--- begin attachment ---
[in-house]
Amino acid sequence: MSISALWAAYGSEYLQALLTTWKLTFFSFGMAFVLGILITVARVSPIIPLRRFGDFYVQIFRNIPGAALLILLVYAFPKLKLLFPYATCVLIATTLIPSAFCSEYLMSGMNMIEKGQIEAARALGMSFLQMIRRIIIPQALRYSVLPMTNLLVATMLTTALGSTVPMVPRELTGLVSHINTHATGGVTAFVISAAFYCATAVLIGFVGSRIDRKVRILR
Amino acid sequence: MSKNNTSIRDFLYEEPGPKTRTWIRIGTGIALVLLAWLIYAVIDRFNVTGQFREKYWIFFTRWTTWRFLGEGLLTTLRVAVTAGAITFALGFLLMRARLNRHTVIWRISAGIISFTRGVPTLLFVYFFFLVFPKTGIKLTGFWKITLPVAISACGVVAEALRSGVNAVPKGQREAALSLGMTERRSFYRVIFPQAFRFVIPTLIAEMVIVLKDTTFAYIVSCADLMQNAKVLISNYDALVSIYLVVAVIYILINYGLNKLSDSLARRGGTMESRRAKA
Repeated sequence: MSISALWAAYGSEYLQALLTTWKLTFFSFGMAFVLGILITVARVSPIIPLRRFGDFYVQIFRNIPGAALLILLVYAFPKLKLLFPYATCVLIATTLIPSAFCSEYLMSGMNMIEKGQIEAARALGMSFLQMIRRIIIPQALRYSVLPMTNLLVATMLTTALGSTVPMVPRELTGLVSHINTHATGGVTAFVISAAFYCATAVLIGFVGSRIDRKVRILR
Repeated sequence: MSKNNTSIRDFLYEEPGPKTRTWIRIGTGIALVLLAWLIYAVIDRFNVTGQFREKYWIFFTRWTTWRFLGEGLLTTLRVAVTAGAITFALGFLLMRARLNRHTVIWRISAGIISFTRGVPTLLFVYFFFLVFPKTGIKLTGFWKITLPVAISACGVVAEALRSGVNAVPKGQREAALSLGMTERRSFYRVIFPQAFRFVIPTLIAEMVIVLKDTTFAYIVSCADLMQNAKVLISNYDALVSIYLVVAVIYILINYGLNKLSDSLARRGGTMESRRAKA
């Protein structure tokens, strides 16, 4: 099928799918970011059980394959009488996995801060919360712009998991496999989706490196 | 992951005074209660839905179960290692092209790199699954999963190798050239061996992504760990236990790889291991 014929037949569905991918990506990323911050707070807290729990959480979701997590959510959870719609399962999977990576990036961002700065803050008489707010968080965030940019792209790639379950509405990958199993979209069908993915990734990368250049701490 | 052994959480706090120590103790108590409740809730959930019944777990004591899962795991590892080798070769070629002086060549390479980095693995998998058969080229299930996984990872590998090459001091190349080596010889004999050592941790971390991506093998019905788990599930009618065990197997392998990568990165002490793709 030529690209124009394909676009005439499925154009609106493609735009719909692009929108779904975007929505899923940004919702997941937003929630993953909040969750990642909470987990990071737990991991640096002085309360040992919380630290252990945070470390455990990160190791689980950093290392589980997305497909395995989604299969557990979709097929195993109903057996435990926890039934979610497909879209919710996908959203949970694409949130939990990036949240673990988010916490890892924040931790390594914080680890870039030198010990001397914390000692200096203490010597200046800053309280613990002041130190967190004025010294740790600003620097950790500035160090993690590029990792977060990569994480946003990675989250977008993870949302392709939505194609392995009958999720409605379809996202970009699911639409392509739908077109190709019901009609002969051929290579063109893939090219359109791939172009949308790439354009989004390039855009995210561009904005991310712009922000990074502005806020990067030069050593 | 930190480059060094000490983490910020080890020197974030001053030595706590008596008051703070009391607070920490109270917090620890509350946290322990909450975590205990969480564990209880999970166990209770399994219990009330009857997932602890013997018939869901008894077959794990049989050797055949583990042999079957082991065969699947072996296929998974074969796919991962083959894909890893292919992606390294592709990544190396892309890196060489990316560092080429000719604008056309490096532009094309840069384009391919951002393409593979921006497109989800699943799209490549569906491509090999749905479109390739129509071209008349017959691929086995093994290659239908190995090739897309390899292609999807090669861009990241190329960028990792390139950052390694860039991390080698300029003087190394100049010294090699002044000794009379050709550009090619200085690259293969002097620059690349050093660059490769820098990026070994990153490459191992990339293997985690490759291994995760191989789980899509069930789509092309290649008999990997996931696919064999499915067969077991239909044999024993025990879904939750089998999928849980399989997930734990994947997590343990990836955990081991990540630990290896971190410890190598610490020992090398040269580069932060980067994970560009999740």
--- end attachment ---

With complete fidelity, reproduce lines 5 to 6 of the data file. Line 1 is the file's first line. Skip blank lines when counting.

Repeated sequence: MSKNNTSIRDFLYEEPGPKTRTWIRIGTGIALVLLAWLIYAVIDRFNVTGQFREKYWIFFTRWTTWRFLGEGLLTTLRVAVTAGAITFALGFLLMRARLNRHTVIWRISAGIISFTRGVPTLLFVYFFFLVFPKTGIKLTGFWKITLPVAISACGVVAEALRSGVNAVPKGQREAALSLGMTERRSFYRVIFPQAFRFVIPTLIAEMVIVLKDTTFAYIVSCADLMQNAKVLISNYDALVSIYLVVAVIYILINYGLNKLSDSLARRGGTMESRRAKA
């Protein structure tokens, strides 16, 4: 099928799918970011059980394959009488996995801060919360712009998991496999989706490196 | 992951005074209660839905179960290692092209790199699954999963190798050239061996992504760990236990790889291991 014929037949569905991918990506990323911050707070807290729990959480979701997590959510959870719609399962999977990576990036961002700065803050008489707010968080965030940019792209790639379950509405990958199993979209069908993915990734990368250049701490 | 052994959480706090120590103790108590409740809730959930019944777990004591899962795991590892080798070769070629002086060549390479980095693995998998058969080229299930996984990872590998090459001091190349080596010889004999050592941790971390991506093998019905788990599930009618065990197997392998990568990165002490793709 030529690209124009394909676009005439499925154009609106493609735009719909692009929108779904975007929505899923940004919702997941937003929630993953909040969750990642909470987990990071737990991991640096002085309360040992919380630290252990945070470390455990990160190791689980950093290392589980997305497909395995989604299969557990979709097929195993109903057996435990926890039934979610497909879209919710996908959203949970694409949130939990990036949240673990988010916490890892924040931790390594914080680890870039030198010990001397914390000692200096203490010597200046800053309280613990002041130190967190004025010294740790600003620097950790500035160090993690590029990792977060990569994480946003990675989250977008993870949302392709939505194609392995009958999720409605379809996202970009699911639409392509739908077109190709019901009609002969051929290579063109893939090219359109791939172009949308790439354009989004390039855009995210561009904005991310712009922000990074502005806020990067030069050593 | 930190480059060094000490983490910020080890020197974030001053030595706590008596008051703070009391607070920490109270917090620890509350946290322990909450975590205990969480564990209880999970166990209770399994219990009330009857997932602890013997018939869901008894077959794990049989050797055949583990042999079957082991065969699947072996296929998974074969796919991962083959894909890893292919992606390294592709990544190396892309890196060489990316560092080429000719604008056309490096532009094309840069384009391919951002393409593979921006497109989800699943799209490549569906491509090999749905479109390739129509071209008349017959691929086995093994290659239908190995090739897309390899292609999807090669861009990241190329960028990792390139950052390694860039991390080698300029003087190394100049010294090699002044000794009379050709550009090619200085690259293969002097620059690349050093660059490769820098990026070994990153490459191992990339293997985690490759291994995760191989789980899509069930789509092309290649008999990997996931696919064999499915067969077991239909044999024993025990879904939750089998999928849980399989997930734990994947997590343990990836955990081991990540630990290896971190410890190598610490020992090398040269580069932060980067994970560009999740």